The largest crowd ever to see a baseball game in the state of Minnesota (52,279) turned out for the inaugural game at the brand-new indoor Hubert H. Humphrey Metrodome. The Seattle Mariners put a damper on the festivities though after beating the Twins 11-7.

The Detroit Tigers' Larry Herndon hit three home runs in an 11-9 win over the Oakland Athletics (following a round-tripper in his final at bat against the Minnesota Twins) to become the fourteenth player in Major League history to hit four home runs in consecutive plate appearances.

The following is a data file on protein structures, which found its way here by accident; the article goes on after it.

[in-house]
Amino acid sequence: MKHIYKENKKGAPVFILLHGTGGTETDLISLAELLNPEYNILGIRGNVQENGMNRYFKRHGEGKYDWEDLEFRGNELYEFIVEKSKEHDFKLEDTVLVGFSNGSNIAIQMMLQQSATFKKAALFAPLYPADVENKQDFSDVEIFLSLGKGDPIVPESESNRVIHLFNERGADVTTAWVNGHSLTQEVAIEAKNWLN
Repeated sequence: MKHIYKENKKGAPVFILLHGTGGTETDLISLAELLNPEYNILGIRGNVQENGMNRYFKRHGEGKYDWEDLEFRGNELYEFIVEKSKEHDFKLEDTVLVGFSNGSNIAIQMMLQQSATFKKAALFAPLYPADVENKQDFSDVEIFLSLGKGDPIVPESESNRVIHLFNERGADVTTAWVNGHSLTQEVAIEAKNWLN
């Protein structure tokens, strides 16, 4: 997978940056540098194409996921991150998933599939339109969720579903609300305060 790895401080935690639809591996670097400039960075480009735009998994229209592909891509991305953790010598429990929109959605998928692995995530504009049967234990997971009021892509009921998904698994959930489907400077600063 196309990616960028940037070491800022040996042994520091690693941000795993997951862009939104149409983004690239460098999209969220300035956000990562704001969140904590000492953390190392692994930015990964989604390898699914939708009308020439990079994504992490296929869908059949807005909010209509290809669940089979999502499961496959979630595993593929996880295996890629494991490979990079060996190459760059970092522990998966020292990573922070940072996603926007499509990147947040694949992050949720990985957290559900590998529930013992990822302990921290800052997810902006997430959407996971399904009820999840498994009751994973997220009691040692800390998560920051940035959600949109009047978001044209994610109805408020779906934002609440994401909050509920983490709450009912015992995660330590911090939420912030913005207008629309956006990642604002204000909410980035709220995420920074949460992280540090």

In the National League...

On Saturday, July 31st, Philadelphia Phillies second baseman Manny Trillo misplayed a Bill Buckner grounder in the seventh during a 2-0 win over the Chicago Cubs. The error ended Trillo's "e-free" streak at eighty-nine games and four-hundred seventy-nine consecutive chances stopping him just two games short of Joe Morgan's record of ninety-one.

On August 4th, Joel Youngblood became the first Major League player to play for two different teams in two different cities on the same day. The New York Mets outfielder started the afternoon by going one-for-two off the Cubs' Fergie Jenkins at Wrigley Field. Following the contest he was traded to the Montreal Expos and flew to Philadelphia in time to enter the sixth inning of a night game at Veterans Stadium. The well-traveled outfielder then went one-for-one off Steve Carlton, another Hall of Fame inductee, in a 5-4 loss.